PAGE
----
WASHINGTON -- The bolt in Chicago Monday from the AFL-CIO by the Teamsters and Service Employees International Union (SEIU) reflects a long-building reaction to John Sweeney's plans a decade ago when he muscled his way into the labor federation presidency. He wanted to restore union power through politics. His project was a total failure, and the AFL-CIO is in ruins 50 years after its creation.
The scenario of the breakup was accurately laid out to me by Teamsters sources nearly a year ago. Sweeney would be offered a deal he could not accept. To keep the two big unions in the federation, Sweeney would have had to agree to a six-month tenure as president and a sharp reduction in the share of union dues to the AFL-CIO. The $10 million a year each saved by the Teamsters and the SEIU means money that has gone into Democratic coffers will be used for organizing.
That's why Democratic strategists wring their hands, fearful that the financial drought caused by the events in Chicago will undermine the party in the 2006 midterm elections. But James P. Hoffa of the Teamsters and Andrew Stern of the SEIU have rejected organized labor's political illusion. They may not know how to cure what ails the nation's unions, but they cannot buy Sweeney's notion that salvation lies in electing Democratic politicians.
When lifetime union bureaucrat Sweeney became president Oct. 25, 1995, in the AFL-CIO's first contested election for president, he threatened civil disobedience and other militant tactics "if necessary," but that was not what he really had in mind. It soon became clear he planned a massive effort for the Democrats and labor to regain control of the whole federal government that had been lost when Republicans won control of Congress.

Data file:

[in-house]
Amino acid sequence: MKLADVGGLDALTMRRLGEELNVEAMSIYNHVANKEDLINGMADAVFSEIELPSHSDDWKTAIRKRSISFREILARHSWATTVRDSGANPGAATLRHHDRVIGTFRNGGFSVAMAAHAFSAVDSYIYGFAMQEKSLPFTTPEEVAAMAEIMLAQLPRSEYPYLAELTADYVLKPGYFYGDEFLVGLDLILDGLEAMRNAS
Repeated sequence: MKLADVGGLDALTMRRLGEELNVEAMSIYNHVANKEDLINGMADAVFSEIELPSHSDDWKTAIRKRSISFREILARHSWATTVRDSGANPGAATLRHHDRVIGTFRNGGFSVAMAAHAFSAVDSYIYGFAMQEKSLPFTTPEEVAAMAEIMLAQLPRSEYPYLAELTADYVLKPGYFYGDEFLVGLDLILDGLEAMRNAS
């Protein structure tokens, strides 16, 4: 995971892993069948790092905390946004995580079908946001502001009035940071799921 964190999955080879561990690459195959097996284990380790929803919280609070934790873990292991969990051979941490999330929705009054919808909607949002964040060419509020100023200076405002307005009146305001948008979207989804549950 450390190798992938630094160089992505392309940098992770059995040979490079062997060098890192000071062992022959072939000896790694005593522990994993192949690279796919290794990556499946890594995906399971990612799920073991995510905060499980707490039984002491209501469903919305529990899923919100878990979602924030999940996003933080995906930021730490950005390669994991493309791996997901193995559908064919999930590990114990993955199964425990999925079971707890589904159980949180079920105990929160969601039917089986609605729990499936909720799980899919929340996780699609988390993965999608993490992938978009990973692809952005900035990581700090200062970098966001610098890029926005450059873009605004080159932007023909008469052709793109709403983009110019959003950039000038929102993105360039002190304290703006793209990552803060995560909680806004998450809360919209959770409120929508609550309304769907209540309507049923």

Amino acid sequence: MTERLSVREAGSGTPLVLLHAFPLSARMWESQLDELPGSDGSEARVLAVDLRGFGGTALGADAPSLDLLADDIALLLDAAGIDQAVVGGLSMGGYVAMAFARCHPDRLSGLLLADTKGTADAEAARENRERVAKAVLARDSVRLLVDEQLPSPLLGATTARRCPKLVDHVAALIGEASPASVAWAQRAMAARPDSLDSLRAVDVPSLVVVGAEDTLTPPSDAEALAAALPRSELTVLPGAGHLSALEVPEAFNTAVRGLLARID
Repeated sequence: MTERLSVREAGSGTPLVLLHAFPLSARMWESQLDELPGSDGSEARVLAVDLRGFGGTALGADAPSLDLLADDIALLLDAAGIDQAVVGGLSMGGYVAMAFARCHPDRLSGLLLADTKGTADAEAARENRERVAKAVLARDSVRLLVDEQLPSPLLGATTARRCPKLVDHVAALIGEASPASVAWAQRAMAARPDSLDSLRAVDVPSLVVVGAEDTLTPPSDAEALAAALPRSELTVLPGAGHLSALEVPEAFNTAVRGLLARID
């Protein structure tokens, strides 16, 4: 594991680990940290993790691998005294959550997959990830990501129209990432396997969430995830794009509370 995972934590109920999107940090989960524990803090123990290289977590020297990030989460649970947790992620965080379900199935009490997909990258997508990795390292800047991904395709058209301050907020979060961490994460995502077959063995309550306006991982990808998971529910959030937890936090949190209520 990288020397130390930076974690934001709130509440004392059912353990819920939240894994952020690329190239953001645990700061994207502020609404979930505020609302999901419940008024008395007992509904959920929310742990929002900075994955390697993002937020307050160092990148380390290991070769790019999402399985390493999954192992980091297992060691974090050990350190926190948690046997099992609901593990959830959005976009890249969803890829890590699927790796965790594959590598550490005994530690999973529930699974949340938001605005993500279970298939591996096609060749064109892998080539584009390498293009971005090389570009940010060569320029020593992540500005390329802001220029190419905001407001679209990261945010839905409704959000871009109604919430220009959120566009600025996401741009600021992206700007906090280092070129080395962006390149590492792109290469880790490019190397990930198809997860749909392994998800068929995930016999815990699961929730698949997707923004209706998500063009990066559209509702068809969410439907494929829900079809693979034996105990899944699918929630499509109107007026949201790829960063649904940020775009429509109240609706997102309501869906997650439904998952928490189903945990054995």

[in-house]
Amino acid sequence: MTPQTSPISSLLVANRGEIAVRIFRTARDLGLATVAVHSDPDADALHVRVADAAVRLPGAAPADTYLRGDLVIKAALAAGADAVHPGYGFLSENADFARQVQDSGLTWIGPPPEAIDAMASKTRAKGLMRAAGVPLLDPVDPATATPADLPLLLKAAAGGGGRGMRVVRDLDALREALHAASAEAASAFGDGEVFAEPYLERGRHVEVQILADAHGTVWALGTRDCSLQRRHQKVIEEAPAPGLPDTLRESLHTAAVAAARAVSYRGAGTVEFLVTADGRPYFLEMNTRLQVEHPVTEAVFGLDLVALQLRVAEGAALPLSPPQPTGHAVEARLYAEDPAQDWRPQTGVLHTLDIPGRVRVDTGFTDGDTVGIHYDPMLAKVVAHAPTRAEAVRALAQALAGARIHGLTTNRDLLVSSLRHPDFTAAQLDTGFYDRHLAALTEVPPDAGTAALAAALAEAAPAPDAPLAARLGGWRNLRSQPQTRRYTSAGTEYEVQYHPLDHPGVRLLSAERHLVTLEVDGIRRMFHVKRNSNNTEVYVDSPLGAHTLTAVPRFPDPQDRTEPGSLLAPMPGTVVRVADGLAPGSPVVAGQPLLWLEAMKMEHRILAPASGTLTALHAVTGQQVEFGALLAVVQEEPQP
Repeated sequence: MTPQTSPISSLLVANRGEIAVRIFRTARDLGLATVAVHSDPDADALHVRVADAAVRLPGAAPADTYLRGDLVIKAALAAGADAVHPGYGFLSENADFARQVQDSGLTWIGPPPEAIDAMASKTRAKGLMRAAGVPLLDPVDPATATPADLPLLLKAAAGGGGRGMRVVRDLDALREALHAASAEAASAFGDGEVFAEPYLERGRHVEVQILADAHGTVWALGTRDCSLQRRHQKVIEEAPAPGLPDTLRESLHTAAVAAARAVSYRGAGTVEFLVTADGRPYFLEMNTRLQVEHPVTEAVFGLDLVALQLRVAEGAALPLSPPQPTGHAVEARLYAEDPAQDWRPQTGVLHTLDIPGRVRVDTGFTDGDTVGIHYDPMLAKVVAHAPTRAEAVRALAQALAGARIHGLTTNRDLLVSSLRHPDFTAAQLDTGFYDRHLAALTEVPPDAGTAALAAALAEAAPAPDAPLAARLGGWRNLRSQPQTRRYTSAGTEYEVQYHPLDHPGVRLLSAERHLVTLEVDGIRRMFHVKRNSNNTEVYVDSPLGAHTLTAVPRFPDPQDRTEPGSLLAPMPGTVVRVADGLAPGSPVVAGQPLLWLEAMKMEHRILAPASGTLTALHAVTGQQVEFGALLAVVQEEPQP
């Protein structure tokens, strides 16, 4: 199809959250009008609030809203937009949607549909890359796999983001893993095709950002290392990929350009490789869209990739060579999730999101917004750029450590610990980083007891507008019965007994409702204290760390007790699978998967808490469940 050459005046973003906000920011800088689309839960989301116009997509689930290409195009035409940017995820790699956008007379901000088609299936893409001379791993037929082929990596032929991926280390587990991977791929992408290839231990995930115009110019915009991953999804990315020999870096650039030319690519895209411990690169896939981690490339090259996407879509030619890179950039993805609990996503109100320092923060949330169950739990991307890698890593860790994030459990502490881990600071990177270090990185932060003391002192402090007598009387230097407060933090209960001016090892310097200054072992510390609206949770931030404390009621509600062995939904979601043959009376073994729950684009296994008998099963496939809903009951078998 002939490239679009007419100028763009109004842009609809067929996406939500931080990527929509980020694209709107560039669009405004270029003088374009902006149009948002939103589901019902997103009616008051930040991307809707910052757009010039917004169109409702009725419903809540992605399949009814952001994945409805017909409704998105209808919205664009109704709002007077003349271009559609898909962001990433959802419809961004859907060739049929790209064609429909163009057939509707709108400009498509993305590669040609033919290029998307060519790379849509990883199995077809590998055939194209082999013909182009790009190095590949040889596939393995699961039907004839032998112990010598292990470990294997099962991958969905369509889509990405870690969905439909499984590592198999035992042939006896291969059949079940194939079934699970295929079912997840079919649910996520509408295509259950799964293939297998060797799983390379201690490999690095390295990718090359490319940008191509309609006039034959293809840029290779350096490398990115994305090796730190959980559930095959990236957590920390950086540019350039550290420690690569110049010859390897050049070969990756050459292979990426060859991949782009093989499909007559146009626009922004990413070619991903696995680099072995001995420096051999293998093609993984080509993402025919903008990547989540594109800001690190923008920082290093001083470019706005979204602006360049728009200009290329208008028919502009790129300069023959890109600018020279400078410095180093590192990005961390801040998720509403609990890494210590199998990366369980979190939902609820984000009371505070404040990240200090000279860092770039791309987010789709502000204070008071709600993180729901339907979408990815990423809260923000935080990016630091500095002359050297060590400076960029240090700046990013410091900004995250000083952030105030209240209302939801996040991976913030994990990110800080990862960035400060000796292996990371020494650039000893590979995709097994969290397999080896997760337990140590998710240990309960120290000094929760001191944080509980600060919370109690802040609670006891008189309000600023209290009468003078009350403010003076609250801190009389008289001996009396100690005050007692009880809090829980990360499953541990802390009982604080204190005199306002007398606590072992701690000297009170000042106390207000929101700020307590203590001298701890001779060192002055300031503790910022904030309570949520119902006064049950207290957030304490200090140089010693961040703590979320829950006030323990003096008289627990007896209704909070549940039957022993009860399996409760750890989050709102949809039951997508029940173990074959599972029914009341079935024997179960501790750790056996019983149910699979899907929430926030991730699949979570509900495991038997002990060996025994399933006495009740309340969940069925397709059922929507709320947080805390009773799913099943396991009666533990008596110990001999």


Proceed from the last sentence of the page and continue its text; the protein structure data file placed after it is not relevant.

Sweeney's political illusion was that the conjunction of Democratic control of the Senate, House and presidency would somehow restore labor's health (though that alignment was not therapeutic when it existed during Bill Clinton's first two years as president). In any event, pouring labor money into Democratic coffers proved an absolute failure, climaxed by Republican victories in 2000, 2002 and 2004.
Stern's distance from Sweeney's emphasis on politics was indicated by one of the few surprises at last summer's Democratic national convention in Boston. In an interview with The Washington Post, Stern said, "I don't know if" the movement to reform labor "would survive with a Democratic president." Although Stern backtracked after the predictable furor broke, he had indicated how unimportant John Kerry was in his grand design.